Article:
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From Galileo, who used the hollow stalks of grass to demonstrate the idea that peripherally located construction materials provide most of the resistance to bending forces, to Leonardo da Vinci, whose illustrations of the parachute are alleged to be based on his study of the dandelion's pappus and the maple tree's samara, many of our greatest physicists, mathematicians, and engineers have learned much from studying plants.
A symbiotic relationship between botany and the fields of physics, mathematics, engineering, and chemistry continues today, as is revealed in Plant Physics. The result of a long-term collaboration between plant evolutionary biologist Karl J. Niklas and physicist Hanns-Christof Spatz, Plant Physics presents a detailed account of the principles of classical physics, evolutionary theory, and plant biology in order to explain the complex interrelationships among plant form, function, environment, and evolutionary history. Covering a wide range of topics – from the development and evolution of the basic plant body and the ecology of aquatic unicellular plants to mathematical treatments of light attenuation through tree canopies and the movement of water through plants' roots, stems, and leaves – Plant Physics is destined to inspire students and professionals alike to traverse disciplinary membranes.
Frequently Used Symbols
CHAPTER 1. An Introduction to Some Basic Concepts
CHAPTER 2. Environmental Biophysics
CHAPTER 3. Plant Water Relations
CHAPTER 4. The Mechanical Behavior of Materials
CHAPTER 5. The Effects of Geometry, Shape, and Size
CHAPTER 6. Fluid Mechanics
CHAPTER 7. Plant Electrophysiology
CHAPTER 8. A Synthesis: The Properties of Selected Plant Materials, Cells, and Tissues
CHAPTER 9. Experimental Tools
CHAPTER 10. Theoretical Tools
Karl J. Niklas is the Liberty Hyde Bailey Professor of Plant Biology in the Department of Plant Biology at Cornell University. He is the author of Plant Biomechanics, Plant Allometry, and The Evolutionary Biology of Plants, all published by the University of Chicago Press.
Hanns-Christof Spatz is Professor Emeritus of Biophysics in the Faculty of Biology at the Albert-Ludwigs-Universitat Freiburg in Germany.
"[A]n interesting interdisciplinary glimpse into the physics of plant biology [...] A useful resource for advanced courses in botany, plant physiology, and biophysics. Recommended."
– J. Z. Kiss, Miami University, Choice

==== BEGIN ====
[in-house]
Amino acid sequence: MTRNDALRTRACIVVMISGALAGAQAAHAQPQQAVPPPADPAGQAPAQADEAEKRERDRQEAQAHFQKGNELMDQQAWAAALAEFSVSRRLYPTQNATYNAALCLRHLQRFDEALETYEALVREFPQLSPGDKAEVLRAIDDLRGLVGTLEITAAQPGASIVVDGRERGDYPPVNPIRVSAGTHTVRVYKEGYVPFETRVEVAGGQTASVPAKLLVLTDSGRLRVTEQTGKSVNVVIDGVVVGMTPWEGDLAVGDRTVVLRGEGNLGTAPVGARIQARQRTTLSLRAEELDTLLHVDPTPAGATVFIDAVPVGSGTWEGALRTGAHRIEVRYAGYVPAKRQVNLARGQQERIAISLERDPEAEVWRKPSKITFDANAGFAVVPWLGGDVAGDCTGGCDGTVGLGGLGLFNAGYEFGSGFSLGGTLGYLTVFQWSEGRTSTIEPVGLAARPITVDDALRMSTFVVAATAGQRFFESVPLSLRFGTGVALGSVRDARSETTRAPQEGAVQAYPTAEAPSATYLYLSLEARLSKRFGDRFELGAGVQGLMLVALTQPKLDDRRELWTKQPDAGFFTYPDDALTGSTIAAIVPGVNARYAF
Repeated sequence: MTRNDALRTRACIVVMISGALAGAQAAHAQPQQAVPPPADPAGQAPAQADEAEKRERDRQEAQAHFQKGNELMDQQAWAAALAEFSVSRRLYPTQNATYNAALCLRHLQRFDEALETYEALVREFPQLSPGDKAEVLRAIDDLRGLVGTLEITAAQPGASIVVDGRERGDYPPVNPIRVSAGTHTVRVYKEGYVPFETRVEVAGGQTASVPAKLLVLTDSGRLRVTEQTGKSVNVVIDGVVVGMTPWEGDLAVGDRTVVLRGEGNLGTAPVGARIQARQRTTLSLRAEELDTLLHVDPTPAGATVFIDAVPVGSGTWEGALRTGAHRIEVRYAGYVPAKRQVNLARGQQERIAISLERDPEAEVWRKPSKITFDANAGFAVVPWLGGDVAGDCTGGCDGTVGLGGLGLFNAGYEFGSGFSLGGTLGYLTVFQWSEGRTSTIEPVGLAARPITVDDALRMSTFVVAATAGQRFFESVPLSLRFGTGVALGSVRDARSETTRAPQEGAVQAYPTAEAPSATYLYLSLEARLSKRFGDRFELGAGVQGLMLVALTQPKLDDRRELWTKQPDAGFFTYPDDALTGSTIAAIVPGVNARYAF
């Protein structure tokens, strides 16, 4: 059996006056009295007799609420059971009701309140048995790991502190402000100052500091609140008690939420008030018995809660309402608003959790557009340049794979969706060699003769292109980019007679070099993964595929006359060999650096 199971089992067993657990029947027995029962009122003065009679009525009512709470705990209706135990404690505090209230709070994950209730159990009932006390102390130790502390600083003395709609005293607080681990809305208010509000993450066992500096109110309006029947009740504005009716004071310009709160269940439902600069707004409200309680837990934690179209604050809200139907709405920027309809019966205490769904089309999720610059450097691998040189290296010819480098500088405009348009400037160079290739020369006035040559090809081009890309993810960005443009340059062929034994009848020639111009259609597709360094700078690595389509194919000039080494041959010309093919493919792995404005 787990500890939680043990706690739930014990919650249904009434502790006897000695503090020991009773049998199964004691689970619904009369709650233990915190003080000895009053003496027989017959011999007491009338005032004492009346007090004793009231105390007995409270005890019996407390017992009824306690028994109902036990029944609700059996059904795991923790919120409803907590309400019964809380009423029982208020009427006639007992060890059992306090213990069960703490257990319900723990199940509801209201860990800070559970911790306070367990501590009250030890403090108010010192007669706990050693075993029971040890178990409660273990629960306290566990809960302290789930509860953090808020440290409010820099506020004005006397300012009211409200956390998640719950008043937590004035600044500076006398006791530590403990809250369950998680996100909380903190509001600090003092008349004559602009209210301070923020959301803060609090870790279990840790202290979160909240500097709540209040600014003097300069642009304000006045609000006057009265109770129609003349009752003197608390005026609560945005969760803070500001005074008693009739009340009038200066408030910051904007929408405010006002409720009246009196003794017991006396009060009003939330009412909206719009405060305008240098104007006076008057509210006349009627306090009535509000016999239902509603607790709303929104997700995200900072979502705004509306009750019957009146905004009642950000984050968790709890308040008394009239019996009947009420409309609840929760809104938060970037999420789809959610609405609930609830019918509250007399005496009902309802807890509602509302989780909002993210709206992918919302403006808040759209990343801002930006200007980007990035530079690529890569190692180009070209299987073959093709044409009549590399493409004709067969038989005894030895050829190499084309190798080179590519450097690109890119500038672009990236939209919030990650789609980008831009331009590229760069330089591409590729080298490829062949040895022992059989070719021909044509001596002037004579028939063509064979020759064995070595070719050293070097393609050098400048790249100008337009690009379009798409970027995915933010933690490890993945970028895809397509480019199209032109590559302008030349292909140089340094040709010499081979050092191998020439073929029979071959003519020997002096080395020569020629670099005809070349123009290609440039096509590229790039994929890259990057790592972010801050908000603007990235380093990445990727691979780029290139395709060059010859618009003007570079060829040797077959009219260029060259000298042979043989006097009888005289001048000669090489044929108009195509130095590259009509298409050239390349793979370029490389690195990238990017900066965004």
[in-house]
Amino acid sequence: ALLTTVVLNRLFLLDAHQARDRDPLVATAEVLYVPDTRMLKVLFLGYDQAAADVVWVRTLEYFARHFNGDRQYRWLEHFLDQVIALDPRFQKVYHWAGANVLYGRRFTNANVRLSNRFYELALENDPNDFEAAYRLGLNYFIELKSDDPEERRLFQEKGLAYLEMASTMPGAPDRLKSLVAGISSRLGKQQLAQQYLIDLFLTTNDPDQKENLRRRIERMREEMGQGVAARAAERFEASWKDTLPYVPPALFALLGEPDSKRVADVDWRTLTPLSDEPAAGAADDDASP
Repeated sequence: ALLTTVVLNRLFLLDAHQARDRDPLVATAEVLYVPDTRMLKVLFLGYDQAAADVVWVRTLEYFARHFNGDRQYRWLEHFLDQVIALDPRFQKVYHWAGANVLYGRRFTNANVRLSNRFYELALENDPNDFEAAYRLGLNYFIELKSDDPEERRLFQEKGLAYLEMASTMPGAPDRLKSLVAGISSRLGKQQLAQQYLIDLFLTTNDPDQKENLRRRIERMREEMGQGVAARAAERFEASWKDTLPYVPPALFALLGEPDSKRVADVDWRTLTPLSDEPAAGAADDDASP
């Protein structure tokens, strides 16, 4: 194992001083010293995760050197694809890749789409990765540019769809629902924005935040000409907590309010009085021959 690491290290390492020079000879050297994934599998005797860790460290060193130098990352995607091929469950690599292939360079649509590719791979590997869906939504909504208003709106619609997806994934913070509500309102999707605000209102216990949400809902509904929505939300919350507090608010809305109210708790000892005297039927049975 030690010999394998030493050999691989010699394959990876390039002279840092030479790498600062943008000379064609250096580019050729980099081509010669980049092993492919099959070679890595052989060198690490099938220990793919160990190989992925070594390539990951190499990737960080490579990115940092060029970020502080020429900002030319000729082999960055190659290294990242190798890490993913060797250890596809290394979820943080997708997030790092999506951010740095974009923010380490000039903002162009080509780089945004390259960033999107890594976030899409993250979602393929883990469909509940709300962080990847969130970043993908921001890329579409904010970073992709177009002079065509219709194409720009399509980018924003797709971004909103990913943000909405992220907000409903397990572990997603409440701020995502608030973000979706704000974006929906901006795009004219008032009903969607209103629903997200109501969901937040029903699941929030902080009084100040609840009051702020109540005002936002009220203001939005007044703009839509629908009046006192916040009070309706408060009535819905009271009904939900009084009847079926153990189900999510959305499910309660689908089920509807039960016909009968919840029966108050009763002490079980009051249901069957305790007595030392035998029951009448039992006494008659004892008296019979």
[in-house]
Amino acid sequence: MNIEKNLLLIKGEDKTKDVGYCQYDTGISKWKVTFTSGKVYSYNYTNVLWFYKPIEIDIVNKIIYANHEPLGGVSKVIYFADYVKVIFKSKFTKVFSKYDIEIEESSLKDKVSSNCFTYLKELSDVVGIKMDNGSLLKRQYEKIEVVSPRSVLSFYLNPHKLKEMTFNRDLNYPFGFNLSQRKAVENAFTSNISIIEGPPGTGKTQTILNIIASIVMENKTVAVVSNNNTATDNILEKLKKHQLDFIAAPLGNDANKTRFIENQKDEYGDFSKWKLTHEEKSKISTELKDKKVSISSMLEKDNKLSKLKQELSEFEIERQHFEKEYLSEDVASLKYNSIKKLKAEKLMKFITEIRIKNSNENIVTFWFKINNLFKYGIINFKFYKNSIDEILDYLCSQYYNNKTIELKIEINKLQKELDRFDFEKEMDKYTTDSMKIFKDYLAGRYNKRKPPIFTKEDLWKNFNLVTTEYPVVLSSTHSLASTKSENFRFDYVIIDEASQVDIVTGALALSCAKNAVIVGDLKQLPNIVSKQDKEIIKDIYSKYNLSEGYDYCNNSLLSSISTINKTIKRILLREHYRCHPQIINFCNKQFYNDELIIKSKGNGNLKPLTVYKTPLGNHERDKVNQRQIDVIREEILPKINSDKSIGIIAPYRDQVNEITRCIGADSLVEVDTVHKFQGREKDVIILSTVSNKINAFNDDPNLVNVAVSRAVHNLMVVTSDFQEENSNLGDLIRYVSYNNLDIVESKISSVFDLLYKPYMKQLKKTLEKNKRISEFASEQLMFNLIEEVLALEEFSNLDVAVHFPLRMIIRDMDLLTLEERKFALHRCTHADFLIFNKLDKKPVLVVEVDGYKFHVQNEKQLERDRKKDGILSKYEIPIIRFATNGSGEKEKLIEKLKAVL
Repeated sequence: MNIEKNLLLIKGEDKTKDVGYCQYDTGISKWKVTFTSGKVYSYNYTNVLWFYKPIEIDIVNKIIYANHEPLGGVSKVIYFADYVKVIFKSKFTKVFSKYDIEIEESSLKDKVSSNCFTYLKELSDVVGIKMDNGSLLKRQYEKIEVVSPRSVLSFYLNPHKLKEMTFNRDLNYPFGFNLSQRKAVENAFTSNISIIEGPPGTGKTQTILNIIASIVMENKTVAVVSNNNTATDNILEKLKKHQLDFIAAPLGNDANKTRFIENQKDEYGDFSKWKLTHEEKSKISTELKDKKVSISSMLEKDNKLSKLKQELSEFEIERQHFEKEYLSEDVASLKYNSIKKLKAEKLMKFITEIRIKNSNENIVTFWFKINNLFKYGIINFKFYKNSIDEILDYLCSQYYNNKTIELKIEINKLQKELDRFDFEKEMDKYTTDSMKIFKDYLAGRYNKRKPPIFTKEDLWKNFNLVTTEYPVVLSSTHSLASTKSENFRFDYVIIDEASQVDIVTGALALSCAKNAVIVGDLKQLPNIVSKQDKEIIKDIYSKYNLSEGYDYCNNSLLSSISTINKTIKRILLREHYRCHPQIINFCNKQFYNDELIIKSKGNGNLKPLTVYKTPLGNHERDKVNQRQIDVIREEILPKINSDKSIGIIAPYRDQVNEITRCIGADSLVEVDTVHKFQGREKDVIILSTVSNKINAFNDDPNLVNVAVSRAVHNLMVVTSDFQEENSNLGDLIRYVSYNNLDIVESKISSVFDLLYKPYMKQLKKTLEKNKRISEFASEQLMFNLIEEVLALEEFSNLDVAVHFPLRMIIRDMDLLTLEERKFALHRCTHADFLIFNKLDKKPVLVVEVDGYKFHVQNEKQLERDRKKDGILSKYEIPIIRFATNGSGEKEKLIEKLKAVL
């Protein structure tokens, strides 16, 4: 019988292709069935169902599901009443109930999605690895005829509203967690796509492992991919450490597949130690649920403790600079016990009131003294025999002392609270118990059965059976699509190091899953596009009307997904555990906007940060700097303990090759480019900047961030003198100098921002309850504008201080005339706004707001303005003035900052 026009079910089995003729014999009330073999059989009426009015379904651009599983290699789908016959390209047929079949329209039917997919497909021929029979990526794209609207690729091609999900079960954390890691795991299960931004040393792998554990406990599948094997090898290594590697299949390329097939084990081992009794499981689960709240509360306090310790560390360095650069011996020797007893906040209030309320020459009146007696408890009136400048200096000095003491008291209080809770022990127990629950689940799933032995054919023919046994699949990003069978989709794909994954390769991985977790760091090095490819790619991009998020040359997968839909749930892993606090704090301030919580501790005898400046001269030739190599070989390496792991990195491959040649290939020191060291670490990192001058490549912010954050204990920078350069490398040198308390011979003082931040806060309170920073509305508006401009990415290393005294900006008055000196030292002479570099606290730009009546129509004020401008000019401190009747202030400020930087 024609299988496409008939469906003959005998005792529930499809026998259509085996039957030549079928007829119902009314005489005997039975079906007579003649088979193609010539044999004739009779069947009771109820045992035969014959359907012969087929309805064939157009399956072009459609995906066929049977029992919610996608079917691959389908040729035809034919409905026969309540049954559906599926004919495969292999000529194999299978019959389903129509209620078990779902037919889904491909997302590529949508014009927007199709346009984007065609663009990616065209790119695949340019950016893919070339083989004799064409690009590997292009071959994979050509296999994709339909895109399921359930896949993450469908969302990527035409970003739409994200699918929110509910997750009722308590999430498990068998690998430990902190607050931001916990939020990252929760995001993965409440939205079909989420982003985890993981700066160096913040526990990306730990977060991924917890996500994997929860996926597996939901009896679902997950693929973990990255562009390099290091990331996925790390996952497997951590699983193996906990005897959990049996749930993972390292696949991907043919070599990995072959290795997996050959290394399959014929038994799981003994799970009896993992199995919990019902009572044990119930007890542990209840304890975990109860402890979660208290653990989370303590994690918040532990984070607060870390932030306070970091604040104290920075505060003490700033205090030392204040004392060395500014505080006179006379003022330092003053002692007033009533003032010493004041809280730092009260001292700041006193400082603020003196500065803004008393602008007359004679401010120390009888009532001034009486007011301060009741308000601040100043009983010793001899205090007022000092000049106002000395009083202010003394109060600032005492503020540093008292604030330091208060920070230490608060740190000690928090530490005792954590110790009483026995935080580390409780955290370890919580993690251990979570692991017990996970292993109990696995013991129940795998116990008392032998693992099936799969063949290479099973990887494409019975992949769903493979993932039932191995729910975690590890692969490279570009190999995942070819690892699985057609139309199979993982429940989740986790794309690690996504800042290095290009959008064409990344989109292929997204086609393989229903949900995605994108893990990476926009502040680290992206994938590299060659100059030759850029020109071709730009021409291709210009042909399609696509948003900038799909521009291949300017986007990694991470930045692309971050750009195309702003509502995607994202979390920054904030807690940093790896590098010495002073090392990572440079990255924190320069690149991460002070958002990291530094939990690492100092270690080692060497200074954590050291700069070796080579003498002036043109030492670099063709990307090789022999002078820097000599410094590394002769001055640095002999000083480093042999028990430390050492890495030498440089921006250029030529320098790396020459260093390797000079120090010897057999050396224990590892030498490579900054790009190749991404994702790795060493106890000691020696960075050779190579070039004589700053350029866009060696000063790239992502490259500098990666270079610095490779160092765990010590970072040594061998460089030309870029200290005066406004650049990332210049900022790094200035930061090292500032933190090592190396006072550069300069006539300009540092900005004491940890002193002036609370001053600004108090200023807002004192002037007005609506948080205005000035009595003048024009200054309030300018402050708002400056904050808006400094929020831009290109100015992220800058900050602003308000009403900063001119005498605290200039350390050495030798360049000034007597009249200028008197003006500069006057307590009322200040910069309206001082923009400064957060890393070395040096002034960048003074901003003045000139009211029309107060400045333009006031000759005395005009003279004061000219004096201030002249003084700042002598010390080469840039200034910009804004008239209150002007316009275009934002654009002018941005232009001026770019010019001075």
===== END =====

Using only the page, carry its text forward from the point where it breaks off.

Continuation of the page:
"There is no better way to learn about plants than studying physics and to learn physics than studying plants. This book does just so. In a comprehensive but not overwhelming manner, the authors provide an overview of carefully selected topics that beautifully link descriptions of plant physiological and cellular activity with explanations of the physical forces that shape plant structure and function [...] I enjoyed reading this volume and would recommend it as a valuable addition to the bookshelves in all plant biology or physics graduate rooms and for all plant biology or physics teachers."
– Maciej Zwieniecki, Harvard University, Quarterly Review of Biology
"Brilliant [...] This is truly a lovely book."
– lant Science Bulletin
"Plant Physics will inspire and interest as well as provide a rock solid foundation for further study."
– R. S. Shorter, Winchester College, Contemporary Physics
"Karl J. Niklas and Hanns-Christof Spatz have written a remarkable book, unique in the field of biomechanics. Starting from basic physical principles, it explains a wide range of phenomena in plants, from fluid transport to the dispersal of seeds in air and water to structural behavior. The experimental and theoretical tools described provide a useful primer. A valuable reference for researchers interested in how plants work from a physical perspective."
– Lorna Gibson, Massachusetts Institute of Technology
"Here's the physical world of plants in all its splendor – and multidimensionality – brought to bear on the rich diversity of both extant and extinct forms. Niklas and Spatz's theme, which deserves attention, is that since plants (and animals, of course) cannot change physics, physical laws and processes must bear strongly on the course of their evolution."
– Steven Vogel, Duke University